Wednesday, May 29, 2019

More U.K. Tracks On U.S. Labels: Manfred Mann Mk. II

MANFRED MANN-Each And Every Day/Semi Detached Suburban Mr. James US Mercury 72629 1966

Manfred Mann's Mk. II (I call them Mk. II as they included new vocalist Mike D'Adbo, father of the lovely Olivia, as their lead vocalist) second US release was an interesting combination. Released in October 1966 it featured "Each And Every Day", a Mike Hugg original that would later become a May 1967 U.K. hit for Simon Dupree and the Big Sound as "Day Time Night Time" (curiously the Simon Dupree cut would not get a US release until July 1968!) as the A-side. This track was not released in the UK by Manfred Mann and got it's first airing here (and subsequently as an E.P. track in France and Portugal). Even more curious was the flip side, "Semi Detached Suburban Mr. James" which was released at the same time as an A-side in the UK! It was later issued as a double sided promo only 45 here in April '67. Adding further interest the track was later issued in the US only two months later by a British band Herbie's People who recorded it with it's original intended title "Semi Detached Suburban Mr. Jones" (changed to "James" by the Manfreds to avoid any drama as the Manfred's had recently lost Paul Jones as their lead singer)!!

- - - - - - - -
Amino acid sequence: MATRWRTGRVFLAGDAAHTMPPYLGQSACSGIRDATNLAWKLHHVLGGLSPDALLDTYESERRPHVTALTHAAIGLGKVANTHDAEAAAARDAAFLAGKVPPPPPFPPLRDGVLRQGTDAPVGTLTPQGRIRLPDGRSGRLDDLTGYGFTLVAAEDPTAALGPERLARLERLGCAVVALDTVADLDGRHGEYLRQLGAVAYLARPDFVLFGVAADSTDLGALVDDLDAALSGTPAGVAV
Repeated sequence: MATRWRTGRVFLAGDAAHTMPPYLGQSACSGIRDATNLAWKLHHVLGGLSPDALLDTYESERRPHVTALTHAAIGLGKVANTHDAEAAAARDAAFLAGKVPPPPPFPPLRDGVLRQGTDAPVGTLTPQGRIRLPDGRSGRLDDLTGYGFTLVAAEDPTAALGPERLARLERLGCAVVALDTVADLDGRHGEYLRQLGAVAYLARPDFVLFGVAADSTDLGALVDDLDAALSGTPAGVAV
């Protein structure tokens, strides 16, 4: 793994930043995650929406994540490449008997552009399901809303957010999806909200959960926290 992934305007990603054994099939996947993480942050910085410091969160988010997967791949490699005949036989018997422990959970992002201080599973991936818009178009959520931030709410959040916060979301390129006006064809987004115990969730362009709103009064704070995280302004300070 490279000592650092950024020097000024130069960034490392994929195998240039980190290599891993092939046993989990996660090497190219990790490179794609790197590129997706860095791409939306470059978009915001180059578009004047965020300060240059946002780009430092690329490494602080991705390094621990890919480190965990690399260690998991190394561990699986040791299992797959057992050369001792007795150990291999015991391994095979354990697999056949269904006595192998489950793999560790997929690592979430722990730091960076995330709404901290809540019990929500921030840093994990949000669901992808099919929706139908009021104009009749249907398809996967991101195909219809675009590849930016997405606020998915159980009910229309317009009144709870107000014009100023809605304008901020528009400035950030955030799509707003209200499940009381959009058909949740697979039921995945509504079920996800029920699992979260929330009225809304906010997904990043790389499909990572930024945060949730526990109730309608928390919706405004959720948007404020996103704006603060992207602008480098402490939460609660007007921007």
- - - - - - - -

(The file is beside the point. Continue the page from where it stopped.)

"Each And Every Day" does not harness the power and upbeat chirpy feel as Simon Dupree and Co's cover but it still works.  Delivered much slower and with a more sparse musical backing it's selling point is Mike D'Abo's blue eyed soul vocals (and it's driving ivory tinkling by Manfred) and of course a Mellotron coming in and making it slightly off kilter playing the bits that were later done by a French horn in the Simon Dupree version.

And speaking of Mellotron, there's the flip, "Semi Detached Suburban Mr. James" which is probably the first British top ten hit to kick off with a Mellotron in it's opening notes! From the pen of Geoff Stevens and John Carter it's a pop classic about sour grapes as the protagonist cynically wishes his lost love good luck with her new life with a cheeky gallows humor infectious chorus of "so you finally named the day" that slightly resembles a good time knees up at the boozer.

Both sides are contained on the excellent US CD compilation "Chapter Two: Best Of The Fontana Years" and on the CD reissue of the LP "Mighty Garvey!" which is still in print.

Hear "Each And Every Day":

Hear "Semi Detached Suburban Mr. James":

1 comment:

diskojoe said...

I always thought that both versions of Manfred Mann were very underrated. I do like both sides of this 45 very much. In fact, I could see Phil Collins do a cover version of "Each and Every Day"